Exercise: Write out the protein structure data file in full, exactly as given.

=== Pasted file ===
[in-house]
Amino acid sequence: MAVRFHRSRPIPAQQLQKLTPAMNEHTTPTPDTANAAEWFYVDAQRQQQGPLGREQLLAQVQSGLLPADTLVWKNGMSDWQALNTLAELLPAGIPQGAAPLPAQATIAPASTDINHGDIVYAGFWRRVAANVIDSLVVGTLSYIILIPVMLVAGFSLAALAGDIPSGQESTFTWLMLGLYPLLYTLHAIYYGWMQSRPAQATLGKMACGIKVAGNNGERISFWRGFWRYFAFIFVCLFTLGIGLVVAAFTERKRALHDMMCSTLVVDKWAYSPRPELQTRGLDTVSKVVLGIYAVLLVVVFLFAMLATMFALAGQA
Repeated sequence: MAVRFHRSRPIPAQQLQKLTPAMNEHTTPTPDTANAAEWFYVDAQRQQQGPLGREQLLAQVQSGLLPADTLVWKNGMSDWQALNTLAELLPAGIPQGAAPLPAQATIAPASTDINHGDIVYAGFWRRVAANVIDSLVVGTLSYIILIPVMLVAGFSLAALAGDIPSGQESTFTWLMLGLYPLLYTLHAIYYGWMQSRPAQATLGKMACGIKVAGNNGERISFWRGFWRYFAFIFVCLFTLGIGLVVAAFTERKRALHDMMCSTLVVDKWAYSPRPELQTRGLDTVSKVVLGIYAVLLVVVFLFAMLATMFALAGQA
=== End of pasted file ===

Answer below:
[in-house]
Amino acid sequence: MAVRFHRSRPIPAQQLQKLTPAMNEHTTPTPDTANAAEWFYVDAQRQQQGPLGREQLLAQVQSGLLPADTLVWKNGMSDWQALNTLAELLPAGIPQGAAPLPAQATIAPASTDINHGDIVYAGFWRRVAANVIDSLVVGTLSYIILIPVMLVAGFSLAALAGDIPSGQESTFTWLMLGLYPLLYTLHAIYYGWMQSRPAQATLGKMACGIKVAGNNGERISFWRGFWRYFAFIFVCLFTLGIGLVVAAFTERKRALHDMMCSTLVVDKWAYSPRPELQTRGLDTVSKVVLGIYAVLLVVVFLFAMLATMFALAGQA
Repeated sequence: MAVRFHRSRPIPAQQLQKLTPAMNEHTTPTPDTANAAEWFYVDAQRQQQGPLGREQLLAQVQSGLLPADTLVWKNGMSDWQALNTLAELLPAGIPQGAAPLPAQATIAPASTDINHGDIVYAGFWRRVAANVIDSLVVGTLSYIILIPVMLVAGFSLAALAGDIPSGQESTFTWLMLGLYPLLYTLHAIYYGWMQSRPAQATLGKMACGIKVAGNNGERISFWRGFWRYFAFIFVCLFTLGIGLVVAAFTERKRALHDMMCSTLVVDKWAYSPRPELQTRGLDTVSKVVLGIYAVLLVVVFLFAMLATMFALAGQA